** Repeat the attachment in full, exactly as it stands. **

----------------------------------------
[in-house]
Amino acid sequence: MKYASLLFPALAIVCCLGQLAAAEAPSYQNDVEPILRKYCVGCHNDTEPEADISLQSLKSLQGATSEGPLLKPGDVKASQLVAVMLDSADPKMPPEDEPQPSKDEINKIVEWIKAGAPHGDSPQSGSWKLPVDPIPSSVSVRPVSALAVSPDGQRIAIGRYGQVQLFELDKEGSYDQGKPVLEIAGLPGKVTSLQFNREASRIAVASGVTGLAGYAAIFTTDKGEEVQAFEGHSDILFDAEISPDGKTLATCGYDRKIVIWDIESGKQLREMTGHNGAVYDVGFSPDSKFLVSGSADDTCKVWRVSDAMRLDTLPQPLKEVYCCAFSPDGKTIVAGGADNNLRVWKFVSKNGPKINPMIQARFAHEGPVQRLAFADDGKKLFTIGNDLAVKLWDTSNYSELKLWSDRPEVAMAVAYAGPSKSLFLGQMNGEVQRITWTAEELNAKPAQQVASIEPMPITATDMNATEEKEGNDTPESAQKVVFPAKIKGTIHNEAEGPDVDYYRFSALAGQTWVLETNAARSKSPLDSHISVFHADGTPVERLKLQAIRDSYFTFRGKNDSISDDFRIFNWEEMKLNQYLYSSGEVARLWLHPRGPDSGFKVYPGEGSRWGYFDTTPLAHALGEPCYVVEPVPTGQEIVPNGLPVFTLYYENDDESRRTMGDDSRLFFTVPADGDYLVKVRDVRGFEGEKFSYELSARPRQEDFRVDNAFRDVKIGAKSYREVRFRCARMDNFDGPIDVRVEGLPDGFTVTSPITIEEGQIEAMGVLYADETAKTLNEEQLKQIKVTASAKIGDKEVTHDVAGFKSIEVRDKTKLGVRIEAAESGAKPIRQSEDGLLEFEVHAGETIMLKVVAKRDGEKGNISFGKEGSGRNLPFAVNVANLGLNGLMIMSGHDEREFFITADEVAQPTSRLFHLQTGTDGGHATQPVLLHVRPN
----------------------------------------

[in-house]
Amino acid sequence: MKYASLLFPALAIVCCLGQLAAAEAPSYQNDVEPILRKYCVGCHNDTEPEADISLQSLKSLQGATSEGPLLKPGDVKASQLVAVMLDSADPKMPPEDEPQPSKDEINKIVEWIKAGAPHGDSPQSGSWKLPVDPIPSSVSVRPVSALAVSPDGQRIAIGRYGQVQLFELDKEGSYDQGKPVLEIAGLPGKVTSLQFNREASRIAVASGVTGLAGYAAIFTTDKGEEVQAFEGHSDILFDAEISPDGKTLATCGYDRKIVIWDIESGKQLREMTGHNGAVYDVGFSPDSKFLVSGSADDTCKVWRVSDAMRLDTLPQPLKEVYCCAFSPDGKTIVAGGADNNLRVWKFVSKNGPKINPMIQARFAHEGPVQRLAFADDGKKLFTIGNDLAVKLWDTSNYSELKLWSDRPEVAMAVAYAGPSKSLFLGQMNGEVQRITWTAEELNAKPAQQVASIEPMPITATDMNATEEKEGNDTPESAQKVVFPAKIKGTIHNEAEGPDVDYYRFSALAGQTWVLETNAARSKSPLDSHISVFHADGTPVERLKLQAIRDSYFTFRGKNDSISDDFRIFNWEEMKLNQYLYSSGEVARLWLHPRGPDSGFKVYPGEGSRWGYFDTTPLAHALGEPCYVVEPVPTGQEIVPNGLPVFTLYYENDDESRRTMGDDSRLFFTVPADGDYLVKVRDVRGFEGEKFSYELSARPRQEDFRVDNAFRDVKIGAKSYREVRFRCARMDNFDGPIDVRVEGLPDGFTVTSPITIEEGQIEAMGVLYADETAKTLNEEQLKQIKVTASAKIGDKEVTHDVAGFKSIEVRDKTKLGVRIEAAESGAKPIRQSEDGLLEFEVHAGETIMLKVVAKRDGEKGNISFGKEGSGRNLPFAVNVANLGLNGLMIMSGHDEREFFITADEVAQPTSRLFHLQTGTDGGHATQPVLLHVRPN